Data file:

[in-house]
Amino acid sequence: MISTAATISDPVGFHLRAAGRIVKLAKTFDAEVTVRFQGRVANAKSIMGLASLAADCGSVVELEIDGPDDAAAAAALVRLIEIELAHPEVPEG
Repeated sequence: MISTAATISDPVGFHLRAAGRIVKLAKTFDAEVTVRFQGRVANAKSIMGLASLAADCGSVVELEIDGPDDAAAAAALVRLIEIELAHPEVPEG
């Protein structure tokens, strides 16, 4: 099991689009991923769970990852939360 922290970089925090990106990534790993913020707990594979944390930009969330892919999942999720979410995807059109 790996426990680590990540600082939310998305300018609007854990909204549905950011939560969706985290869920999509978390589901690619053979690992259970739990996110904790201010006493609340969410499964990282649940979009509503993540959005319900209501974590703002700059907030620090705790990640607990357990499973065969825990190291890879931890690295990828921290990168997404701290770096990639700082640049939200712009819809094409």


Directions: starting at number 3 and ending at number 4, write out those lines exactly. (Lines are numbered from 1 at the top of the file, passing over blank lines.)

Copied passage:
Repeated sequence: MISTAATISDPVGFHLRAAGRIVKLAKTFDAEVTVRFQGRVANAKSIMGLASLAADCGSVVELEIDGPDDAAAAAALVRLIEIELAHPEVPEG
């Protein structure tokens, strides 16, 4: 099991689009991923769970990852939360 922290970089925090990106990534790993913020707990594979944390930009969330892919999942999720979410995807059109 790996426990680590990540600082939310998305300018609007854990909204549905950011939560969706985290869920999509978390589901690619053979690992259970739990996110904790201010006493609340969410499964990282649940979009509503993540959005319900209501974590703002700059907030620090705790990640607990357990499973065969825990190291890879931890690295990828921290990168997404701290770096990639700082640049939200712009819809094409």